Did Mr. Reed offer a plan for serving the people currently living at the shelter? Thanks to the increasing gentrification of O4W, that building is now sitting on a pretty hot piece of real estate. Not exactly a “depressed” or “blighted” urban area. Kicking poor people out of a gentrified part of town is not “revitalization” by a long shot. What recourse will we have if they just turn around and sell it to a developer, who then builds more overpriced high rises? 

    If TB is the concern, why aren’t they working to better treat the patients with TB?Report

  3. Avatar
    Burroughston Broch says:

    ““It should be uncontroversial that punishing conduct that is a universal and unavoidable consequence of being human violates the Eighth Amendment.”
    So urinating, defecating, and fornicating in public should be protected by the Eighth Amendment and are OK with the Obama Administration? My guess is that such behavior in front of Obama’s kids wouldn’t be protected conduct.
    What a hypocrite.Report

  4. Avatar
    Burroughston Broch says:

    You don’t hear a peep about it because it is a total, abject failure that politicians don’t want the public to remember.
    The Wikipedia article sums up the process thus, “The final cost to the city and state for the purchase and bulldozing of the formerly privately held property was $78 million. The promised 3,169 new jobs and $1.2 million a year in tax revenues had not materialized. As of 2014 the area remains an empty lot.”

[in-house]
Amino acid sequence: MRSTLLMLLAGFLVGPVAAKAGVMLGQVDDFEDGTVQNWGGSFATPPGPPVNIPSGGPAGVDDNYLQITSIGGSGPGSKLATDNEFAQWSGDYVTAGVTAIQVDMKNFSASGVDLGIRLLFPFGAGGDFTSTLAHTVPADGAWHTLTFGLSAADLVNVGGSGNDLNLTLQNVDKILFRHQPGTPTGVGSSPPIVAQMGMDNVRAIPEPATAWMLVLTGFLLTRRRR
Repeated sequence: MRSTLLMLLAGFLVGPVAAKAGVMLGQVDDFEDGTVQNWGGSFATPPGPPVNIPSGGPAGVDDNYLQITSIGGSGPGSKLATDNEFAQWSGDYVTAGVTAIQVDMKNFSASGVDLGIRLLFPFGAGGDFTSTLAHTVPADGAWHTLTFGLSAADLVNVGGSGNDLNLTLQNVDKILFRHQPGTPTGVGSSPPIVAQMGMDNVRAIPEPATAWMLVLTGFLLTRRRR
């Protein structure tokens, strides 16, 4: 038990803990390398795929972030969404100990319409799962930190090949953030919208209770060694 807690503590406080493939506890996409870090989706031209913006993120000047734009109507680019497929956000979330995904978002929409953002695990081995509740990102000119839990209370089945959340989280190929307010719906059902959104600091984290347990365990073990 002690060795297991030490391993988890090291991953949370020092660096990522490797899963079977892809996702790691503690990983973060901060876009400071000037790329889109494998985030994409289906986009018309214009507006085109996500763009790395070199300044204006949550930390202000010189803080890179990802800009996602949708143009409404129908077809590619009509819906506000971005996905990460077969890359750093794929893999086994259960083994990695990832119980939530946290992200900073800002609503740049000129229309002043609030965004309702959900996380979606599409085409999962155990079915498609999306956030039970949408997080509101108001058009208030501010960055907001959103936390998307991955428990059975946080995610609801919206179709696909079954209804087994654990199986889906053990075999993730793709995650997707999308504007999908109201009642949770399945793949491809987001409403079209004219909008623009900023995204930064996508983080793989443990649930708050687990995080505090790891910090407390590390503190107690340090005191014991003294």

It remains the same to this day.Report

  5. Avatar
    Matt Garbett says:

    Burroughston Broch Fornicating (while pleasurable) is not a requirement for survival like sleep. Urination and defecation – while necessary aspects of life – do in fact pose a public health risk and are considered indecent. Sleep poses no public health risk and is not indecent (assuming the sleeper is clothed).
    Your outrage is the outrage of someone that didn’t bother to read other articles on the court decision and thought making completely unfounded leaps in logic would appeal to others that were equally lazy.Report

  6. Avatar
    Burroughston Broch says:

    Matt Garbett Burroughston Broch  The DOJ makes a broad statement, “It should be uncontroversial that punishing conduct that is a universal and unavoidable consequence of being human violates the Eighth Amendment.” Then they restrict it to sleeping in public. You and I both know that, if their statement is adopted by the courts, other behaviors such as urination, defecation, and fornication will be next on their list of activities to be decriminalized.
    What the DOJ says you and I must tolerate would not be tolerated in front of the President’s daughters. Remember, the President fully supports public education (and the teacher’s unions and their political contributions to him) but his daughters attend the private and toney Sidwell Friends School; previously they attended the University of Chicago Laboratory School. What he says you and I must do and what he does are not the same.Report